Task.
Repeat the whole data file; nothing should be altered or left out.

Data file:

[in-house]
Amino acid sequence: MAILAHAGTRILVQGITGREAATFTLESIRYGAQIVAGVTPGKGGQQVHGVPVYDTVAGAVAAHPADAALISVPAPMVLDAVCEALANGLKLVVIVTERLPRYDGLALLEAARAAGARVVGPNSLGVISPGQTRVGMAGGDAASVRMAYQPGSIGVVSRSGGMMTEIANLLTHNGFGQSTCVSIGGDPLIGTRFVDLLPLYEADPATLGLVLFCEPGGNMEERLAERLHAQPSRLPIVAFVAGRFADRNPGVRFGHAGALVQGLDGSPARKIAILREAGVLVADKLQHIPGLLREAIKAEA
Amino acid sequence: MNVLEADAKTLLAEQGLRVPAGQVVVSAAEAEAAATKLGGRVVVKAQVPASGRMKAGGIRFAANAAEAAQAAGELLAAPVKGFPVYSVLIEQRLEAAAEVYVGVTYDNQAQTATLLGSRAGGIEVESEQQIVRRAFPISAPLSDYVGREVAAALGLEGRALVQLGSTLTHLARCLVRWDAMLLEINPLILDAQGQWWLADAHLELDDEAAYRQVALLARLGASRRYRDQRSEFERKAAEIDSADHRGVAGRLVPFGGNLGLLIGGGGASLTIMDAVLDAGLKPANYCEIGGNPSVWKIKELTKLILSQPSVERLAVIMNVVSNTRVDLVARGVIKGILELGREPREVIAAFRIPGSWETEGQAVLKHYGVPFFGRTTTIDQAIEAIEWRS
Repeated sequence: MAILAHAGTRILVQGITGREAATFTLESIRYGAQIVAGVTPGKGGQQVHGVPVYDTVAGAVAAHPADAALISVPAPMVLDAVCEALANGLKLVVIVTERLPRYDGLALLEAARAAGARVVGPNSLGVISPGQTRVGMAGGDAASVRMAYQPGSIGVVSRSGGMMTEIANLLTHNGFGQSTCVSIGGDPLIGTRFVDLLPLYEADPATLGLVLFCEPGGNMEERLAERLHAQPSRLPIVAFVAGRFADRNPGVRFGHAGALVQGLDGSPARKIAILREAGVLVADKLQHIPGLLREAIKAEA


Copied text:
[in-house]
Amino acid sequence: MAILAHAGTRILVQGITGREAATFTLESIRYGAQIVAGVTPGKGGQQVHGVPVYDTVAGAVAAHPADAALISVPAPMVLDAVCEALANGLKLVVIVTERLPRYDGLALLEAARAAGARVVGPNSLGVISPGQTRVGMAGGDAASVRMAYQPGSIGVVSRSGGMMTEIANLLTHNGFGQSTCVSIGGDPLIGTRFVDLLPLYEADPATLGLVLFCEPGGNMEERLAERLHAQPSRLPIVAFVAGRFADRNPGVRFGHAGALVQGLDGSPARKIAILREAGVLVADKLQHIPGLLREAIKAEA
Amino acid sequence: MNVLEADAKTLLAEQGLRVPAGQVVVSAAEAEAAATKLGGRVVVKAQVPASGRMKAGGIRFAANAAEAAQAAGELLAAPVKGFPVYSVLIEQRLEAAAEVYVGVTYDNQAQTATLLGSRAGGIEVESEQQIVRRAFPISAPLSDYVGREVAAALGLEGRALVQLGSTLTHLARCLVRWDAMLLEINPLILDAQGQWWLADAHLELDDEAAYRQVALLARLGASRRYRDQRSEFERKAAEIDSADHRGVAGRLVPFGGNLGLLIGGGGASLTIMDAVLDAGLKPANYCEIGGNPSVWKIKELTKLILSQPSVERLAVIMNVVSNTRVDLVARGVIKGILELGREPREVIAAFRIPGSWETEGQAVLKHYGVPFFGRTTTIDQAIEAIEWRS
Repeated sequence: MAILAHAGTRILVQGITGREAATFTLESIRYGAQIVAGVTPGKGGQQVHGVPVYDTVAGAVAAHPADAALISVPAPMVLDAVCEALANGLKLVVIVTERLPRYDGLALLEAARAAGARVVGPNSLGVISPGQTRVGMAGGDAASVRMAYQPGSIGVVSRSGGMMTEIANLLTHNGFGQSTCVSIGGDPLIGTRFVDLLPLYEADPATLGLVLFCEPGGNMEERLAERLHAQPSRLPIVAFVAGRFADRNPGVRFGHAGALVQGLDGSPARKIAILREAGVLVADKLQHIPGLLREAIKAEA